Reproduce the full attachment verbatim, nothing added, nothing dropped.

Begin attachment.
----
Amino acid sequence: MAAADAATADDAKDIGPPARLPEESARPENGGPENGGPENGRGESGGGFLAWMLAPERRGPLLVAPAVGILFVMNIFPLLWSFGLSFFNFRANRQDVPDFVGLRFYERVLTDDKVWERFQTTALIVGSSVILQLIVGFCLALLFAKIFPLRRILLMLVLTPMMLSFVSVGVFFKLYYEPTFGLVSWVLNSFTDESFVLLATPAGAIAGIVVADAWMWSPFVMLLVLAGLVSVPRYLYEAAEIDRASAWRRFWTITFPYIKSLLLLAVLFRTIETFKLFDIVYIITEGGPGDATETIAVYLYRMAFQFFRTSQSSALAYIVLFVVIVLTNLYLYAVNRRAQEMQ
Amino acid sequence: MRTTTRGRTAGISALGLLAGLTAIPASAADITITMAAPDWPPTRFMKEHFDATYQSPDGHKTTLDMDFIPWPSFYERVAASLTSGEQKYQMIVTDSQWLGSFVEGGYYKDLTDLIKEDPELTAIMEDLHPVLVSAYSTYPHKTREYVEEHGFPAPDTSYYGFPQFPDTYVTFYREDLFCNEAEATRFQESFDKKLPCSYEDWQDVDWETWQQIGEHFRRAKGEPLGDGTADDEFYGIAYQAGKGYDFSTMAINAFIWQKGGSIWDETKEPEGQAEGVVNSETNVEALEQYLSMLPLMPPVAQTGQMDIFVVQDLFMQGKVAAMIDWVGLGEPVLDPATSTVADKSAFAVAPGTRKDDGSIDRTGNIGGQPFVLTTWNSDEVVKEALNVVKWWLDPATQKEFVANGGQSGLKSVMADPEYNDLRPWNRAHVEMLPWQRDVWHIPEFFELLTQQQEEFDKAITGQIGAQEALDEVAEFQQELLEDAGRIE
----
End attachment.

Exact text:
Amino acid sequence: MAAADAATADDAKDIGPPARLPEESARPENGGPENGGPENGRGESGGGFLAWMLAPERRGPLLVAPAVGILFVMNIFPLLWSFGLSFFNFRANRQDVPDFVGLRFYERVLTDDKVWERFQTTALIVGSSVILQLIVGFCLALLFAKIFPLRRILLMLVLTPMMLSFVSVGVFFKLYYEPTFGLVSWVLNSFTDESFVLLATPAGAIAGIVVADAWMWSPFVMLLVLAGLVSVPRYLYEAAEIDRASAWRRFWTITFPYIKSLLLLAVLFRTIETFKLFDIVYIITEGGPGDATETIAVYLYRMAFQFFRTSQSSALAYIVLFVVIVLTNLYLYAVNRRAQEMQ
Amino acid sequence: MRTTTRGRTAGISALGLLAGLTAIPASAADITITMAAPDWPPTRFMKEHFDATYQSPDGHKTTLDMDFIPWPSFYERVAASLTSGEQKYQMIVTDSQWLGSFVEGGYYKDLTDLIKEDPELTAIMEDLHPVLVSAYSTYPHKTREYVEEHGFPAPDTSYYGFPQFPDTYVTFYREDLFCNEAEATRFQESFDKKLPCSYEDWQDVDWETWQQIGEHFRRAKGEPLGDGTADDEFYGIAYQAGKGYDFSTMAINAFIWQKGGSIWDETKEPEGQAEGVVNSETNVEALEQYLSMLPLMPPVAQTGQMDIFVVQDLFMQGKVAAMIDWVGLGEPVLDPATSTVADKSAFAVAPGTRKDDGSIDRTGNIGGQPFVLTTWNSDEVVKEALNVVKWWLDPATQKEFVANGGQSGLKSVMADPEYNDLRPWNRAHVEMLPWQRDVWHIPEFFELLTQQQEEFDKAITGQIGAQEALDEVAEFQQELLEDAGRIE